We cared about someone’s maintenance requests. We cared about someone’s issues that they had and we addressed them. I think the management philosophy was top-notch from start to finish.
Craig Hall (04:06):
We were planning to not just grow and be big, but to be good. We created a university for training for our property managers. Our vision was to create a large operation that was really quality.
Mark Depker (04:21):
Everything from then on that we would purchase, we’d rename to tree names. I thought it was pretty neat, pretty creative. The feeling was trees create shelter and shade and the trees were a good fit for an apartment property for a name.
Don Braun (04:37):
Could move from one city to the next and recognize there was a tree and the name of an apartment, and therefore that branded that as a Hall type property.
Tom, can you rattle off some tree names for us?
Tom Jahnke (04:47):
Oh my goodness. Yeah.
Suzie Ebbing (04:52):
Okay, Lemon Tree.
Mark Depker (04:54):
Bob Cohen (04:55):
Wind Tree and Plum Tree and Peach Tree and…
Mark Blocher (04:58):
I just go them alphabet. Ash Tree, Amber Tree, Aspen Tree.
Mark Depker (05:02):
Some that just didn’t seem to fit with a tree name.
Larry Levey (05:05):
Don Braun (05:06):
Larry Harris (05:06):
Copper Tree. Lodge Tree. Harvest Tree.
Mark Blocher (05:09):
Carriage Tree. Desert Tree.
Larry Harris (05:12):
Pebble Tree. Oak Tree.
Mark Depker (05:14):
Oh man. I need Larry Harris here.
Tom Jahnke (05:16):
Bramble Tree. Bent Tree.
Suzie Ebbing (05:21):
I’m so bad at this.
Tom Jahnke (05:22):
Pine Tree. Oak Tree.
Larry Harris (05:24):
Spice Tree. Plum Tree. Willow Tree.
Mark Blocher (05:26):
We wanted to buy properties that were all for adults and we wanted to call it adultery.
Good afternoon, Hall Real Estate Group.
Craig Hall (05:40):
We were growing like crazy.
Ron Berlin (05:41):
The pace that Craig set was beyond belief.
Bob Cohen (05:45):
Everything was expected. There was no, I can’t do it. Everybody had to work and work very hard.
Ron Berlin (05:51):
There was many nights that we would have board meetings until two in the morning, three in the morning, and turn around and come back at eight o’clock in the morning.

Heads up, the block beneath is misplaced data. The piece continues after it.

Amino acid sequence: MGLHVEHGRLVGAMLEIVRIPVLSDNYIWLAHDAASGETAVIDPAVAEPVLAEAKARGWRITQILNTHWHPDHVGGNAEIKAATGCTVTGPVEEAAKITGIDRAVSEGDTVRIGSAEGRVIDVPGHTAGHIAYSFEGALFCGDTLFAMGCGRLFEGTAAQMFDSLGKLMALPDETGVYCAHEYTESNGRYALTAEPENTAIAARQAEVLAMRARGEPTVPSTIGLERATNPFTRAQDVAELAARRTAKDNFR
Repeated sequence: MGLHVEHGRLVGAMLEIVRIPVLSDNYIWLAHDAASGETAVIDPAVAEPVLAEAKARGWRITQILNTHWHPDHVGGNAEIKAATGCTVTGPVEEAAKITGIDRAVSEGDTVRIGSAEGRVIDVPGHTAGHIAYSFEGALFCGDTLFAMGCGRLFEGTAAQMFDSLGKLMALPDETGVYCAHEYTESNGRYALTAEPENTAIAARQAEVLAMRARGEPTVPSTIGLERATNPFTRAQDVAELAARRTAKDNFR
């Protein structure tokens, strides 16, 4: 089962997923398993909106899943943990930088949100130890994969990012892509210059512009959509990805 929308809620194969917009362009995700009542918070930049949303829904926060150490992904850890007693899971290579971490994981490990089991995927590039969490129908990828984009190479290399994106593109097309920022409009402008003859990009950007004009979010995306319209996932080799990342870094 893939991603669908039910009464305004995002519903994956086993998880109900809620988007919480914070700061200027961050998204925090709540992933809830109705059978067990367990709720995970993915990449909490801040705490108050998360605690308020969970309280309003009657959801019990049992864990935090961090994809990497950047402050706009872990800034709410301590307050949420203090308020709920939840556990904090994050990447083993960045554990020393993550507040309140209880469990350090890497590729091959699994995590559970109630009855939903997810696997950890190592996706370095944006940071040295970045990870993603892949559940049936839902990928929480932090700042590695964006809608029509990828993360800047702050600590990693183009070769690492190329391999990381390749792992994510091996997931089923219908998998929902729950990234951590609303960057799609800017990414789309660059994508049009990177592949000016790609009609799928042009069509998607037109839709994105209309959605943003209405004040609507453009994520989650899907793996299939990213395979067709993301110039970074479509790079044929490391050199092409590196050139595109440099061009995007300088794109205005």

Larry Levey (05:59):
He motivated you. Made you think you can do more than you could do. Looking back with history, it is like, well, we did that. We didn’t know how to do that, it didn’t matter.
Suzie Ebbing (06:17):
I think all of us thrived on it. It became like an adrenaline. Who could work longer, harder. Who was there on Saturday and Sunday and it was fun, but it was addicting because you could see the success.
Tom Jahnke (06:30):
We would set goals and everybody go back and really focus on hitting those goals and when you hit them, boy you felt great.
Bob Cohen (06:43):
We were all working very hard, but we were all young. We were having fun, so we worked hard and played hard.
Craig Hall (07:03):
At that time, we had a private airplane and we used to have year-end parties with our investors and we literally would be flying from one party in Atlanta to the next party in Detroit to the next party in Dallas.
Larry Levey (07:16):
It was one day there and back.
Bob Cohen (07:18):
I guess we were only allowed one day off to party, so we did all one day.
Tom Jahnke (07:26):
My guess is that Craig felt to be a Texan, he needed to be tied to something big and the Cowboys is about as big as you can get in Texas.
Craig Hall (07:35):
I became a part owner of the Dallas Cowboys and I guess that made me a Texan.
Bob Cohen (07:41):
It was nice because he had a box as part of it. We went to a few games. It’s much better in the box than sitting up in the stands.
Ron Berlin (07:50):
The euphoria during that period of ’74 to ’84, we believed that we could have lavish parties and celebrate the successes along the way. It was only right to give them to the employees and show our gratitude towards them.
Craig Hall (08:04):
They were really great times. Really great times.